Netiquette Banner Netiquette, by Virginia Shea, page 27

The development of new applications constantly fuels the growth of the Internet. Many of these applications have "graphical user interfaces" that make Internet access easy. Free programs like Mosaic, Lynx, and Cello allow you to browse the World Wide Web (WWW), a vast collection of electronic libraries. Hundreds of organizations "publish" and link their works on the WWW. By clicking a mouse button or hitting an arrow key, you can "net surf" from server to server and topic to topic.

Q. How can I get on the Internet?

Most people access the Internet through work or school. The only tools required -- at school, work, or home -- are a computer, a modem, basic communications software, and a phone line. There are hundreds of companies that sell and resell Internet access, many of them running out of lofts and basements and serving local neighborhoods. Many of these businesses will hold your hand while you're getting started on the Internet. For a list of Internet service providers, see the forthcoming Internet Now! from Albion Books.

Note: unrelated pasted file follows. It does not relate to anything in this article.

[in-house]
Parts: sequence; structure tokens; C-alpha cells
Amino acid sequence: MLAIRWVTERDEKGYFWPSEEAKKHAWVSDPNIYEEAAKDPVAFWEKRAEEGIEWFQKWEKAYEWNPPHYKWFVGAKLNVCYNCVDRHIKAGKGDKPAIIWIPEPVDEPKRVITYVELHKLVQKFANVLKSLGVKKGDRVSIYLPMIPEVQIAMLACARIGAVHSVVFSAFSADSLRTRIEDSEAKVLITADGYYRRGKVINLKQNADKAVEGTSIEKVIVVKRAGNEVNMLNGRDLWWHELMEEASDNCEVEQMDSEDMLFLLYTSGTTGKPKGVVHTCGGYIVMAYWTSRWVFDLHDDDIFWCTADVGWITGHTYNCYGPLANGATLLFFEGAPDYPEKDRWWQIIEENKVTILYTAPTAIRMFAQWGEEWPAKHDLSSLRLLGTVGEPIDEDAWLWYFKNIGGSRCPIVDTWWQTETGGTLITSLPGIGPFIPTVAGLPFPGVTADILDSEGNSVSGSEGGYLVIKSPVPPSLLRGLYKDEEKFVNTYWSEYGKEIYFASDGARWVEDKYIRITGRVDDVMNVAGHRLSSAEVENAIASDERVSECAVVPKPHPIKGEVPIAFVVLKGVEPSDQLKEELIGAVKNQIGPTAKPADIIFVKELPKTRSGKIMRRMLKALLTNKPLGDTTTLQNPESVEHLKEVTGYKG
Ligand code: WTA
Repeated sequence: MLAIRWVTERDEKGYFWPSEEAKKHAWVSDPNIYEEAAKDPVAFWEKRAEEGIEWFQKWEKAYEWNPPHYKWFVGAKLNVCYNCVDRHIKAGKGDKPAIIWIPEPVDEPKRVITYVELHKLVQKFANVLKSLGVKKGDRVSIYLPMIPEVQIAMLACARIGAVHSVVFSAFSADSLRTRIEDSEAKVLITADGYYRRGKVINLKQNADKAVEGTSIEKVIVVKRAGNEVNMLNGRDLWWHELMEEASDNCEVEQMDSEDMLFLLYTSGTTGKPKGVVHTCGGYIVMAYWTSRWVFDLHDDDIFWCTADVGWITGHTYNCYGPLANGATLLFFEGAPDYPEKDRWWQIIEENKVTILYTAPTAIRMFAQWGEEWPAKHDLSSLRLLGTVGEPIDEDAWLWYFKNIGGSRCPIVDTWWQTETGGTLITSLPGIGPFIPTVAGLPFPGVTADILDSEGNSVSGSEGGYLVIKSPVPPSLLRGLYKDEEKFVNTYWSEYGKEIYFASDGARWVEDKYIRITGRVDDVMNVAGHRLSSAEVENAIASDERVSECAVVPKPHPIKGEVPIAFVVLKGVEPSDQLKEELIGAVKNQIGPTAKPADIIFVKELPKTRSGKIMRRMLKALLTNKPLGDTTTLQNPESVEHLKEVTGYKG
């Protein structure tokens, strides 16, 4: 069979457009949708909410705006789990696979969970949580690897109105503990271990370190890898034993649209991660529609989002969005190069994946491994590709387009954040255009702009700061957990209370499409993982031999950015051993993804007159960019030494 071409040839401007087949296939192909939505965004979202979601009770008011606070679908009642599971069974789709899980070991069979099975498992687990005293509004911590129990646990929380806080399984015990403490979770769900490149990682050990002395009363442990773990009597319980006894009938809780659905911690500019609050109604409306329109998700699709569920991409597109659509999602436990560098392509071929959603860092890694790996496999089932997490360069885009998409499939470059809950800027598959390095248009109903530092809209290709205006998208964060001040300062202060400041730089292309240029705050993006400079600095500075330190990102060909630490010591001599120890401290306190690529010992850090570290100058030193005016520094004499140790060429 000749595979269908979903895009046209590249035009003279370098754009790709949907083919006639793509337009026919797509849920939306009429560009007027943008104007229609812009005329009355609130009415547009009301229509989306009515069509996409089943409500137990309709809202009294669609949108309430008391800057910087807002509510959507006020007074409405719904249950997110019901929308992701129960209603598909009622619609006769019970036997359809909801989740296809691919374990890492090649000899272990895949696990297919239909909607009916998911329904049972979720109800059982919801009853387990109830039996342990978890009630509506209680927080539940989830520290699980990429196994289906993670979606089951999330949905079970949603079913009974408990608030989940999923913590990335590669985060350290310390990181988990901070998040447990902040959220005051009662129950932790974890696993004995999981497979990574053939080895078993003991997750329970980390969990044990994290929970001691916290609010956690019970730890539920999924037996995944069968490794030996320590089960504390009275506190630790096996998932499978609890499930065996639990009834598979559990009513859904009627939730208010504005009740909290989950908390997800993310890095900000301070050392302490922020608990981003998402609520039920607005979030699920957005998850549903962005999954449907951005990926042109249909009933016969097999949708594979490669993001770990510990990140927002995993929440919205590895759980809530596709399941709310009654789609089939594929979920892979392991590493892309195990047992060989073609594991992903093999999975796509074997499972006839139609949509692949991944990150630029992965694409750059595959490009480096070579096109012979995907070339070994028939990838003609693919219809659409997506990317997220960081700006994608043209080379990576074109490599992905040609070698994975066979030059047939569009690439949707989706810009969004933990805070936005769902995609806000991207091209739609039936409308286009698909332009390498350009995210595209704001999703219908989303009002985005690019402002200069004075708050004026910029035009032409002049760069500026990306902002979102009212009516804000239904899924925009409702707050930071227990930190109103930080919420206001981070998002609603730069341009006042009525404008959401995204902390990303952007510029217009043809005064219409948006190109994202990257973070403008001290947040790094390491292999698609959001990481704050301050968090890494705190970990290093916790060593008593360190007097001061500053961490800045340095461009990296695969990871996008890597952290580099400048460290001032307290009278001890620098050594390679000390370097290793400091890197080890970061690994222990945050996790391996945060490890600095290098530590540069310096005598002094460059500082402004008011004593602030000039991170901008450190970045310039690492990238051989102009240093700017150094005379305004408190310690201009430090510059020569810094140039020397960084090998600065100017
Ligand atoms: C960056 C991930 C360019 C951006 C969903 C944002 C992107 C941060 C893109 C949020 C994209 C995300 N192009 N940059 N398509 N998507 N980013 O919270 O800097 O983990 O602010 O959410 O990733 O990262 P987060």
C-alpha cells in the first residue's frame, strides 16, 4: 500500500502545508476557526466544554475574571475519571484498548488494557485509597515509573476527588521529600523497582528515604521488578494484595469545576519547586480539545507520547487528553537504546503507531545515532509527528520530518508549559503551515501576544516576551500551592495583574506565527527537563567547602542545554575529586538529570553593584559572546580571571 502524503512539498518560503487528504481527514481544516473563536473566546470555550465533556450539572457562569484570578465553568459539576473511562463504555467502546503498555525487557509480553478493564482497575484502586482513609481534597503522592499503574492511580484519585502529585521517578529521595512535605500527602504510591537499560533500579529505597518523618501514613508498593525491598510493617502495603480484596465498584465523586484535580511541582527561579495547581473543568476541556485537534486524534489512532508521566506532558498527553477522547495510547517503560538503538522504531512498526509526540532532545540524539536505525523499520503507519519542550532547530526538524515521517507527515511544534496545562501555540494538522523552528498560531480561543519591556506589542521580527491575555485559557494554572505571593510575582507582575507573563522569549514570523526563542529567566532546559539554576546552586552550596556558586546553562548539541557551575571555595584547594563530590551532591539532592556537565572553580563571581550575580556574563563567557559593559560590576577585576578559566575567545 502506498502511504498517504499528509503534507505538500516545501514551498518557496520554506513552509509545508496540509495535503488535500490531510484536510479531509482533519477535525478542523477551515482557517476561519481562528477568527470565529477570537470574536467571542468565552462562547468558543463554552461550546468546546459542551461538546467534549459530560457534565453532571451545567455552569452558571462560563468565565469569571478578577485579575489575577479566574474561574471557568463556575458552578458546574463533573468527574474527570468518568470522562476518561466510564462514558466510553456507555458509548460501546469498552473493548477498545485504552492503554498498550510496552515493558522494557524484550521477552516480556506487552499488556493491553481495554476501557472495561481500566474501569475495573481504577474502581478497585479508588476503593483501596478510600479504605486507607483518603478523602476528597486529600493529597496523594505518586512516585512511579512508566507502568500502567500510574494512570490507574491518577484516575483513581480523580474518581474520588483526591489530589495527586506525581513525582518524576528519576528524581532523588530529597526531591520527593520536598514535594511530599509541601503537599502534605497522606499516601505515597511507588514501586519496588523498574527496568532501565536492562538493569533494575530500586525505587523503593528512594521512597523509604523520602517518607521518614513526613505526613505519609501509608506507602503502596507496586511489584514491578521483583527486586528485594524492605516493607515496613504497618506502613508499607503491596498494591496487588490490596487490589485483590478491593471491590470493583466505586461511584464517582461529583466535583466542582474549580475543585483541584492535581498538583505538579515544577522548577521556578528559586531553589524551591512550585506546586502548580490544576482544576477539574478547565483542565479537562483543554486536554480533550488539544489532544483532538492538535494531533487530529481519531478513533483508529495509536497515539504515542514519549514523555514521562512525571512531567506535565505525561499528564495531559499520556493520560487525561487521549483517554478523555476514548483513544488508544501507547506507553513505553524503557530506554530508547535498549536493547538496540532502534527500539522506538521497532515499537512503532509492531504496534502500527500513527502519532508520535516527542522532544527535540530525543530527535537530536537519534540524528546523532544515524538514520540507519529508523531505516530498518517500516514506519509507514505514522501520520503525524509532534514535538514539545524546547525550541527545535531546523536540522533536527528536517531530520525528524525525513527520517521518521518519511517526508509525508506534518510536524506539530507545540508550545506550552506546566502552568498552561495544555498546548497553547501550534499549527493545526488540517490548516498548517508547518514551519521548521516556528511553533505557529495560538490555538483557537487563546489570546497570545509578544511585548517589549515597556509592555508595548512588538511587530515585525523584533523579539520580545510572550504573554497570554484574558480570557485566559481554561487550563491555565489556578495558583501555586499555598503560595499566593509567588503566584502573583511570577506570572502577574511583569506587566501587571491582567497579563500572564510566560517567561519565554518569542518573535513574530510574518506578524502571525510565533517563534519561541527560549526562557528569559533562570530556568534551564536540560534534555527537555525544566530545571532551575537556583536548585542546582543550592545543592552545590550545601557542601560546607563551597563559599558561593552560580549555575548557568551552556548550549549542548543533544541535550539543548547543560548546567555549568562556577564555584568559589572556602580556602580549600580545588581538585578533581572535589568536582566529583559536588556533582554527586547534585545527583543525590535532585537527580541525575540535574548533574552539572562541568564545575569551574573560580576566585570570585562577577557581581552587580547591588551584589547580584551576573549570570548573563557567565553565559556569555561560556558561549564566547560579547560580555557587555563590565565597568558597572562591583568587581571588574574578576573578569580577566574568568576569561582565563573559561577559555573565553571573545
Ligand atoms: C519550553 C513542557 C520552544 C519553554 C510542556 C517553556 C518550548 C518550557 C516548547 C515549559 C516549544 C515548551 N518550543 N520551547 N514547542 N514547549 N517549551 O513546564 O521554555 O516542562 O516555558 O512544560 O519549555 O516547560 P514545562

Acceptable use

The Internet is composed of many networks, each with its own specific rules and usage policies. One of the most important documents in determining Internet rules is the NSFNET Acceptable Use Policy (AUP), which basically restricts use of the NSFNET Internet "backbone" to research, academic, and government uses. It expressly forbids commercial activity unrelated to research.

The AUP doesn't apply, however, to the fastest-growing segments of the Internet run by commercial Internet service providers like PSI, UUNET, and Netcom. In 1990, these providers formed a non-profit organization, the Commercial Internet Exchange (CIX), that is dedicated to carrying commercial Internet traffic.

Q. What's USENET?

USENET is sort of a cross between a campus coffeehouse and a cooperative news service. Although it's closely associated with the Internet, USENET runs on non-Internet systems as well. It's composed of thousands

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